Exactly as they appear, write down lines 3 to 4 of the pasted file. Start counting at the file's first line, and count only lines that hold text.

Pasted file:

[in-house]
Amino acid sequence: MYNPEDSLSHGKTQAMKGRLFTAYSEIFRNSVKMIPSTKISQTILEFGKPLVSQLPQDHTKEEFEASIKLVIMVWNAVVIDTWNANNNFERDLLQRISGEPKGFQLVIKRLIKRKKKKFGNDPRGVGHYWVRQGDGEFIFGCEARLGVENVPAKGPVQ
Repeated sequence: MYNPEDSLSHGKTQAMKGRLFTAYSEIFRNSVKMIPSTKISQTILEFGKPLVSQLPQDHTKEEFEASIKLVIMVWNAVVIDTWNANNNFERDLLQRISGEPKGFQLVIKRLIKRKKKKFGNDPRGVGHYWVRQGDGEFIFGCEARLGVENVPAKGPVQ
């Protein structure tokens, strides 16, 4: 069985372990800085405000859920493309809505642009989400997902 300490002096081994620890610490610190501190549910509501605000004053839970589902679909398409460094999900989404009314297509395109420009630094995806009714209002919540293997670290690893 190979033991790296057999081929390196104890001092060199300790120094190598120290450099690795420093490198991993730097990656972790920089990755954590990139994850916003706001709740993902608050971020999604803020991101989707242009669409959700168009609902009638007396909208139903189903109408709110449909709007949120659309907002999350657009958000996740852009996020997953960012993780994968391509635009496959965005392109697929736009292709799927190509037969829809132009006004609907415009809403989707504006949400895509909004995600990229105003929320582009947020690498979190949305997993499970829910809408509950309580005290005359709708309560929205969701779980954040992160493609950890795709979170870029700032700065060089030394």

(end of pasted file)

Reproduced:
Repeated sequence: MYNPEDSLSHGKTQAMKGRLFTAYSEIFRNSVKMIPSTKISQTILEFGKPLVSQLPQDHTKEEFEASIKLVIMVWNAVVIDTWNANNNFERDLLQRISGEPKGFQLVIKRLIKRKKKKFGNDPRGVGHYWVRQGDGEFIFGCEARLGVENVPAKGPVQ
């Protein structure tokens, strides 16, 4: 069985372990800085405000859920493309809505642009989400997902 300490002096081994620890610490610190501190549910509501605000004053839970589902679909398409460094999900989404009314297509395109420009630094995806009714209002919540293997670290690893 190979033991790296057999081929390196104890001092060199300790120094190598120290450099690795420093490198991993730097990656972790920089990755954590990139994850916003706001709740993902608050971020999604803020991101989707242009669409959700168009609902009638007396909208139903189903109408709110449909709007949120659309907002999350657009958000996740852009996020997953960012993780994968391509635009496959965005392109697929736009292709799927190509037969829809132009006004609907415009809403989707504006949400895509909004995600990229105003929320582009947020690498979190949305997993499970829910809408509950309580005290005359709708309560929205969701779980954040992160493609950890795709979170870029700032700065060089030394």